Bank of America (NYSE:BAC) is not often cited for its agility. Nevertheless, the bank held a conference call yesterday to brag about its quickness.
Even though banks were given three years to comply with the national mortgage settlement reached in February of this year, B of A may be alone in having its obligation to mortgage holders met by February of next year, a full two years earlier than expected. The other parties to the $25 billion dollar settlement -- JPMorgan Chase (NYSE:JPM), Wells Fargo (NYSE:WFC), Citigroup (NYSE:C), and Ally Financial -- are required to file regular reports on the status of meeting the settlement, and they all did so as expected yesterday. With Bank of America the only one broadcasting its progress, however, investors will need to wait until Monday -- when the settlement's monitor releases his own progress report -- to find out how the others are doing.
What it means for homeowners
Bank of America will ultimately shoulder more of the burden in the settlement than the other four participants, which should be good news for the 164,000-plus B of A mortgage customers affected by the "robo-signing" foreclosure debacle. By February 2013, Bank of America will have spent $15.8 billion as part of the settlement.
The bulk of the relief, around $7.4 billion, will come from short sales or deeds-in-lieu of foreclosure. For those unfamiliar with the terms, a short sale is an agreement which allows the homeowner to sell the property for less than the amount remaining on the mortgage, while a deed-in-lieu of foreclosure involves bank simply taking the deed to the property and writing off the remaining balance of the loan instead of foreclosing on the homeowner.
The the remaining balance of the settlement will comes from various sources including: $4.75 billion in principal reductions for 30,000 borrowers, modification or elimination of $2.5 billion in home equity loans or lines of credit for 45,000 borrowers, $617 million in relocation assistance, and $250 million in interest rate reductions. For the $4.75 billion in principal reductions, the average writedown was $150,000, which would drastically help any homeowner facing foreclosure. Roughly, 40% of the loans modified in this way were held in B of A's own portfolio.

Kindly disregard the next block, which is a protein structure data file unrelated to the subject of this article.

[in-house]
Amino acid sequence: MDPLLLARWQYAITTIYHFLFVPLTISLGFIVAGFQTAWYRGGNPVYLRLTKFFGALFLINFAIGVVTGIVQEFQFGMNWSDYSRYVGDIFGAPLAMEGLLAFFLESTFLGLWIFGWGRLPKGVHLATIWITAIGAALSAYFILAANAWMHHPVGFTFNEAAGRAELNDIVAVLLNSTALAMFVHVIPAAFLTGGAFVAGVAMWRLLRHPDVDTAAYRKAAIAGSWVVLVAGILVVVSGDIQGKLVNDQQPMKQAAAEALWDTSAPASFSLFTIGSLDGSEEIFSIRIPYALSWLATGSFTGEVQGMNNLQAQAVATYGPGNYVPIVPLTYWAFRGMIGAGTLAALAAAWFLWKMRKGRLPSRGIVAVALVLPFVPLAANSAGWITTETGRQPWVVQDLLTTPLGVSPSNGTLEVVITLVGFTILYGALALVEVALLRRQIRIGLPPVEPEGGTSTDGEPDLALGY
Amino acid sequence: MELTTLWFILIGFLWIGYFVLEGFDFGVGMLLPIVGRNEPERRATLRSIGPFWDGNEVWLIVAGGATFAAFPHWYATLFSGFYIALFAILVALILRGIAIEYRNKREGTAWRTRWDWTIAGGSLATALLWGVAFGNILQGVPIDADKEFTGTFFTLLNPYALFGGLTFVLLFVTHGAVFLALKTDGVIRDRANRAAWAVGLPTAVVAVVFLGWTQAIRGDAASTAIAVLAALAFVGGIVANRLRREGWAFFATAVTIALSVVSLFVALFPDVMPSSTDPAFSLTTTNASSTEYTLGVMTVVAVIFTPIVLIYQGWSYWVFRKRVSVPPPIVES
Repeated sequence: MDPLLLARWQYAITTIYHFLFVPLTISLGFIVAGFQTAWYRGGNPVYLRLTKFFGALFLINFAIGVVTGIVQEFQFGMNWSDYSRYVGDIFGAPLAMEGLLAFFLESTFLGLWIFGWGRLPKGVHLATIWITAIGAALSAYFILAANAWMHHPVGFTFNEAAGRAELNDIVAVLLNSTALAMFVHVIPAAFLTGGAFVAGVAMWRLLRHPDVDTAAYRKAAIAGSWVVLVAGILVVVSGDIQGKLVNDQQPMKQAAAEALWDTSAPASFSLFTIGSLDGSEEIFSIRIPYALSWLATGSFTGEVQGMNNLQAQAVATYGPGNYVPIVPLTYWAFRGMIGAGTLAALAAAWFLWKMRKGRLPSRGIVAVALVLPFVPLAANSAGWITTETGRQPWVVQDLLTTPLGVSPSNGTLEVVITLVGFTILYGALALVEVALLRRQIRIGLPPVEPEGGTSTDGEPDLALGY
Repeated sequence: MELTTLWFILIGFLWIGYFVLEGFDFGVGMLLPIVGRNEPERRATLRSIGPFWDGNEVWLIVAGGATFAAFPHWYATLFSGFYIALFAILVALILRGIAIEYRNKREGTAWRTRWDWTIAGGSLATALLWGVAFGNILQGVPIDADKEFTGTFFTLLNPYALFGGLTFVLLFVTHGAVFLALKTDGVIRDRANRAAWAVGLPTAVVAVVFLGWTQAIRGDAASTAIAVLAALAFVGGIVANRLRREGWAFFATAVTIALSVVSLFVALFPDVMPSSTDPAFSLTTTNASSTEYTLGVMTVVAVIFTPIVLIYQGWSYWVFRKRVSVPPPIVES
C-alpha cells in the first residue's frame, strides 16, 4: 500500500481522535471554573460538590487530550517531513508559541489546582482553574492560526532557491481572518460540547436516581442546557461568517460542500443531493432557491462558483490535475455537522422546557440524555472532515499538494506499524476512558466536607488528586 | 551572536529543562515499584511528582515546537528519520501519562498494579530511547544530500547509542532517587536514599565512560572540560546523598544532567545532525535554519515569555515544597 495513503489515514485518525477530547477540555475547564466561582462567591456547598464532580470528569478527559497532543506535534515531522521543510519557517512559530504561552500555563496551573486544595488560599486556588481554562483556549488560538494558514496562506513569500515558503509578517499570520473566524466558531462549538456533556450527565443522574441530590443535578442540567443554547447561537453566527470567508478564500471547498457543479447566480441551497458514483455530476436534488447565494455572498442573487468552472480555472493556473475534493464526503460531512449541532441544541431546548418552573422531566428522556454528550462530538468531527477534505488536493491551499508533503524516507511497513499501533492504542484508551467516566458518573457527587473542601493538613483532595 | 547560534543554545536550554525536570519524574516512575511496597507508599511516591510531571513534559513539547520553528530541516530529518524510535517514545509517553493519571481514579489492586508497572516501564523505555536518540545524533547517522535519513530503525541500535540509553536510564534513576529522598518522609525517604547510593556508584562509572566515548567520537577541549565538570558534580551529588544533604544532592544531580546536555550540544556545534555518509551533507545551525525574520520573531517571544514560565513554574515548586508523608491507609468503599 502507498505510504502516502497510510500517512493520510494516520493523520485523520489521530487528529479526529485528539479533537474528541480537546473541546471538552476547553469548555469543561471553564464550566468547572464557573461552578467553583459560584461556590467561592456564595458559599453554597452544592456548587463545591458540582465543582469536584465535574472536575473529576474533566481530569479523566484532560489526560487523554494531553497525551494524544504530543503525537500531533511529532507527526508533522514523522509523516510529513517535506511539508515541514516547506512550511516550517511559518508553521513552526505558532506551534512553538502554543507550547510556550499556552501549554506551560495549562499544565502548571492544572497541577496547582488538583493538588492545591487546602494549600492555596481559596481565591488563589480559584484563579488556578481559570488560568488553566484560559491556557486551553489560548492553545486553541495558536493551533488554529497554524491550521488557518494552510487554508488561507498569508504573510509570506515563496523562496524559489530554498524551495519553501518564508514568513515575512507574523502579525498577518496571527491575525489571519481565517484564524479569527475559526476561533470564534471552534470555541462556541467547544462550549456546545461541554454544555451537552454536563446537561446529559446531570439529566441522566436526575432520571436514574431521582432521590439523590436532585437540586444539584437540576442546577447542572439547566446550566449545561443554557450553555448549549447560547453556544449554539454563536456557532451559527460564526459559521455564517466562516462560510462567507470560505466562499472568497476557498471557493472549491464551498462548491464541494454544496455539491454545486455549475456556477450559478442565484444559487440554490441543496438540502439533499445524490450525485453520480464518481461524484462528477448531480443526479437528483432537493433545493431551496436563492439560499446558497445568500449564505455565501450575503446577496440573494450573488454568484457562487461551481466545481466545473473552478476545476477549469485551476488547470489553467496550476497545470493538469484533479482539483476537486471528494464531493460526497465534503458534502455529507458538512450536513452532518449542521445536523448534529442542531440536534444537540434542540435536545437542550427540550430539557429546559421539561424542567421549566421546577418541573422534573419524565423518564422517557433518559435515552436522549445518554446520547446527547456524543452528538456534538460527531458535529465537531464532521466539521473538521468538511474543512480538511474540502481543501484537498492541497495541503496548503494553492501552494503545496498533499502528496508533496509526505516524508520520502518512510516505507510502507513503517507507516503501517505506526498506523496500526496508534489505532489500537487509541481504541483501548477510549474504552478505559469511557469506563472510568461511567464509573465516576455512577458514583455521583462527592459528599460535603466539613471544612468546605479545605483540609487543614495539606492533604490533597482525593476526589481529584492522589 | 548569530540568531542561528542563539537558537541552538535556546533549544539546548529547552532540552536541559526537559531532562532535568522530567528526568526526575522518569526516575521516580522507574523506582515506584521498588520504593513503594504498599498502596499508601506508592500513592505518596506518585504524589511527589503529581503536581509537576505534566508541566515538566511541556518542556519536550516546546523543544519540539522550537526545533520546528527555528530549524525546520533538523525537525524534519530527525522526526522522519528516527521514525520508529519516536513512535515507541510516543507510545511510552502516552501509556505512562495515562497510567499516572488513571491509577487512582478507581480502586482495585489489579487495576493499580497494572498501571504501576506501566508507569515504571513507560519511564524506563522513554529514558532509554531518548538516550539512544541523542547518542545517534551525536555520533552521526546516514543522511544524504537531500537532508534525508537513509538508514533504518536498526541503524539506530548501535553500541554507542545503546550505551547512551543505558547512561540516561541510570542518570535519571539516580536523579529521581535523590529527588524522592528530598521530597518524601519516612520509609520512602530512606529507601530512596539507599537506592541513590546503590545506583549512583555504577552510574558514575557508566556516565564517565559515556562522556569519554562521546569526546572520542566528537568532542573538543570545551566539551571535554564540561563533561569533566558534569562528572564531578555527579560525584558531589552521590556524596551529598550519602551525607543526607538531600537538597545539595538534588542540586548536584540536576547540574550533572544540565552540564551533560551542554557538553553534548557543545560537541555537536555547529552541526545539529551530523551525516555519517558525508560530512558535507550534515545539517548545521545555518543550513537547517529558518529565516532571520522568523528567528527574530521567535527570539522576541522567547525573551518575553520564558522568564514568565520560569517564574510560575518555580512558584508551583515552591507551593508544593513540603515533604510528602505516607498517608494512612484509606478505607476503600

What it means for investors
But what of the other 60% of loans that received principal reductions? Those were primarily owned by the mortgage bond holders. As you can imagine, they aren't very happy about it, complaining that the mortgage servicers are getting credit for principal writedowns in which the losses are taken by the bondholders. Nevertheless, consumer advocates don't necessarily care who pays for the modifications, only that they are completed.
For shareholders of Bank of America, this can only be viewed as good news. The sooner that the bank can get out from under this settlement, the better, which would allow the bank to start executing some of its other goals. By accelerating its own participation in the settlement, Bank of America reiterates that it is ready to move forward from this part of the mortgage crisis, which could ultimately signal a great time to buy the bank.
Robert Eberhard has no positions in the stocks mentioned above. Follow him on Twitter for his occasional insight about his corner of the market. The Motley Fool owns shares of Bank of America, Citigroup, JPMorgan Chase, and Wells Fargo. Motley Fool newsletter services recommend Wells Fargo. Try any of our Foolish newsletter services free for 30 days. We Fools may not all hold the same opinions, but we all believe that considering a diverse range of insights makes us better investors. The Motley Fool has a disclosure policy.